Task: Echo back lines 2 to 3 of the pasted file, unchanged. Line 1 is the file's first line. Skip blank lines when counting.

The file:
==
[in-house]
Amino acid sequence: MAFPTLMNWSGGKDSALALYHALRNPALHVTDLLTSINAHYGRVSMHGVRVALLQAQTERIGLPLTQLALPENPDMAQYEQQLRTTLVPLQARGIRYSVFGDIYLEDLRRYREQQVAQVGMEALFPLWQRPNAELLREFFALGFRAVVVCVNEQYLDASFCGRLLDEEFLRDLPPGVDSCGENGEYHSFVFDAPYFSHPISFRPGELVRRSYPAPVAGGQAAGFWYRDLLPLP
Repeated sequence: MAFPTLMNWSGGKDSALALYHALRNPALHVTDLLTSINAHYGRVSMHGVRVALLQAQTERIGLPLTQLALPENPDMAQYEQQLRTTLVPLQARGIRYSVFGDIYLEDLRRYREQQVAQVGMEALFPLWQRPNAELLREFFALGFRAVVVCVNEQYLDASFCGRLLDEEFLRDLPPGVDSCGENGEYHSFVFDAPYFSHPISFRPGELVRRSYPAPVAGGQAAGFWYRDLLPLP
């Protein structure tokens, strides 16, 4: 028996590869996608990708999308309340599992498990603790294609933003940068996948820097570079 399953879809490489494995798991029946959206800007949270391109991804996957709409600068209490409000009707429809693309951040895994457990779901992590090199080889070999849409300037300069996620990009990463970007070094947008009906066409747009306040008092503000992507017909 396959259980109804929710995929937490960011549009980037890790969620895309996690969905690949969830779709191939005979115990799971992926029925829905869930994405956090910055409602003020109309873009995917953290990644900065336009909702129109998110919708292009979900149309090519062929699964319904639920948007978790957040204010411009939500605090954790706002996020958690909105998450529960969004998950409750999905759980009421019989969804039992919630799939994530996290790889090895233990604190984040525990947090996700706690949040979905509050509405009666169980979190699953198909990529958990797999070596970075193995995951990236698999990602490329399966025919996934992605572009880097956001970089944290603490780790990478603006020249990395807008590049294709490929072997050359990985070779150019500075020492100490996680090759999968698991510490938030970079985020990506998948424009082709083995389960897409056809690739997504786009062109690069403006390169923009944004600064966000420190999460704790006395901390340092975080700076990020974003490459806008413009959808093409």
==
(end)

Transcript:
Amino acid sequence: MAFPTLMNWSGGKDSALALYHALRNPALHVTDLLTSINAHYGRVSMHGVRVALLQAQTERIGLPLTQLALPENPDMAQYEQQLRTTLVPLQARGIRYSVFGDIYLEDLRRYREQQVAQVGMEALFPLWQRPNAELLREFFALGFRAVVVCVNEQYLDASFCGRLLDEEFLRDLPPGVDSCGENGEYHSFVFDAPYFSHPISFRPGELVRRSYPAPVAGGQAAGFWYRDLLPLP
Repeated sequence: MAFPTLMNWSGGKDSALALYHALRNPALHVTDLLTSINAHYGRVSMHGVRVALLQAQTERIGLPLTQLALPENPDMAQYEQQLRTTLVPLQARGIRYSVFGDIYLEDLRRYREQQVAQVGMEALFPLWQRPNAELLREFFALGFRAVVVCVNEQYLDASFCGRLLDEEFLRDLPPGVDSCGENGEYHSFVFDAPYFSHPISFRPGELVRRSYPAPVAGGQAAGFWYRDLLPLP